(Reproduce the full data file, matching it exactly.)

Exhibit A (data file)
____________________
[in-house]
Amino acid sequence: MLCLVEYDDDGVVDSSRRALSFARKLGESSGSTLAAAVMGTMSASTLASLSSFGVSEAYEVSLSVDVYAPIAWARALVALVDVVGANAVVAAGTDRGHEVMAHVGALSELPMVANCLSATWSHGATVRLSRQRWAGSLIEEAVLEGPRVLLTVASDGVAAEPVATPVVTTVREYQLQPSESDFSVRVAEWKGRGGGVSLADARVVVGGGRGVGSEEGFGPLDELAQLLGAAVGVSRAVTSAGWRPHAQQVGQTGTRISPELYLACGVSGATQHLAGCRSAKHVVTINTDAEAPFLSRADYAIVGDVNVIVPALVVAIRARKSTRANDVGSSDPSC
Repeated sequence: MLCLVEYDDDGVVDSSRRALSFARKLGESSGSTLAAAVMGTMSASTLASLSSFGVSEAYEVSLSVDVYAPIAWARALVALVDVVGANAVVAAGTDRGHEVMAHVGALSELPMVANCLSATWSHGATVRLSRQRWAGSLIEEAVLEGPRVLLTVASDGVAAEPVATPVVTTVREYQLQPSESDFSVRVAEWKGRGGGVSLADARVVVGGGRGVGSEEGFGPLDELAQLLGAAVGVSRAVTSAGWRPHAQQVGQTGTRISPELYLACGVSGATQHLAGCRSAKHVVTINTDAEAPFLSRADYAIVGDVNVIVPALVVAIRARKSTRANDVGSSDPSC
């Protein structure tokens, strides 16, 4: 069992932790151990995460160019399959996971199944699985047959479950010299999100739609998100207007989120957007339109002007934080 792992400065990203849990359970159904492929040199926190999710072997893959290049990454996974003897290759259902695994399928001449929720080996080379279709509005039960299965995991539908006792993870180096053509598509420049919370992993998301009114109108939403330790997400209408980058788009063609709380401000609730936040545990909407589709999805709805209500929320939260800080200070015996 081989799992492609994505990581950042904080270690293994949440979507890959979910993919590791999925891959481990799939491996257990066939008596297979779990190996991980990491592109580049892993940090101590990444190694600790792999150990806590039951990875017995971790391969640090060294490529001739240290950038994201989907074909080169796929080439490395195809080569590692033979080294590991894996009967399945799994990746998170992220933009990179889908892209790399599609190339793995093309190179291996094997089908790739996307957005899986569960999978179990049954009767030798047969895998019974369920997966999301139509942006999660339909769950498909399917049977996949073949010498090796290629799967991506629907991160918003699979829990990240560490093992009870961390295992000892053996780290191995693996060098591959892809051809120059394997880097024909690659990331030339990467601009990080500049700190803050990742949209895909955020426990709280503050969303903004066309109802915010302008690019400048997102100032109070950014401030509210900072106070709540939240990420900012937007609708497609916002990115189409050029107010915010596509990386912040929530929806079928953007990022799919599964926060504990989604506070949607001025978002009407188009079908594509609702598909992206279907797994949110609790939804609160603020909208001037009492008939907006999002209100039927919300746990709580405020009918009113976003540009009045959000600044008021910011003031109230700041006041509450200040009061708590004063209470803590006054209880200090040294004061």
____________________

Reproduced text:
[in-house]
Amino acid sequence: MLCLVEYDDDGVVDSSRRALSFARKLGESSGSTLAAAVMGTMSASTLASLSSFGVSEAYEVSLSVDVYAPIAWARALVALVDVVGANAVVAAGTDRGHEVMAHVGALSELPMVANCLSATWSHGATVRLSRQRWAGSLIEEAVLEGPRVLLTVASDGVAAEPVATPVVTTVREYQLQPSESDFSVRVAEWKGRGGGVSLADARVVVGGGRGVGSEEGFGPLDELAQLLGAAVGVSRAVTSAGWRPHAQQVGQTGTRISPELYLACGVSGATQHLAGCRSAKHVVTINTDAEAPFLSRADYAIVGDVNVIVPALVVAIRARKSTRANDVGSSDPSC
Repeated sequence: MLCLVEYDDDGVVDSSRRALSFARKLGESSGSTLAAAVMGTMSASTLASLSSFGVSEAYEVSLSVDVYAPIAWARALVALVDVVGANAVVAAGTDRGHEVMAHVGALSELPMVANCLSATWSHGATVRLSRQRWAGSLIEEAVLEGPRVLLTVASDGVAAEPVATPVVTTVREYQLQPSESDFSVRVAEWKGRGGGVSLADARVVVGGGRGVGSEEGFGPLDELAQLLGAAVGVSRAVTSAGWRPHAQQVGQTGTRISPELYLACGVSGATQHLAGCRSAKHVVTINTDAEAPFLSRADYAIVGDVNVIVPALVVAIRARKSTRANDVGSSDPSC
């Protein structure tokens, strides 16, 4: 069992932790151990995460160019399959996971199944699985047959479950010299999100739609998100207007989120957007339109002007934080 792992400065990203849990359970159904492929040199926190999710072997893959290049990454996974003897290759259902695994399928001449929720080996080379279709509005039960299965995991539908006792993870180096053509598509420049919370992993998301009114109108939403330790997400209408980058788009063609709380401000609730936040545990909407589709999805709805209500929320939260800080200070015996 081989799992492609994505990581950042904080270690293994949440979507890959979910993919590791999925891959481990799939491996257990066939008596297979779990190996991980990491592109580049892993940090101590990444190694600790792999150990806590039951990875017995971790391969640090060294490529001739240290950038994201989907074909080169796929080439490395195809080569590692033979080294590991894996009967399945799994990746998170992220933009990179889908892209790399599609190339793995093309190179291996094997089908790739996307957005899986569960999978179990049954009767030798047969895998019974369920997966999301139509942006999660339909769950498909399917049977996949073949010498090796290629799967991506629907991160918003699979829990990240560490093992009870961390295992000892053996780290191995693996060098591959892809051809120059394997880097024909690659990331030339990467601009990080500049700190803050990742949209895909955020426990709280503050969303903004066309109802915010302008690019400048997102100032109070950014401030509210900072106070709540939240990420900012937007609708497609916002990115189409050029107010915010596509990386912040929530929806079928953007990022799919599964926060504990989604506070949607001025978002009407188009079908594509609702598909992206279907797994949110609790939804609160603020909208001037009492008939907006999002209100039927919300746990709580405020009918009113976003540009009045959000600044008021910011003031109230700041006041509450200040009061708590004063209470803590006054209880200090040294004061």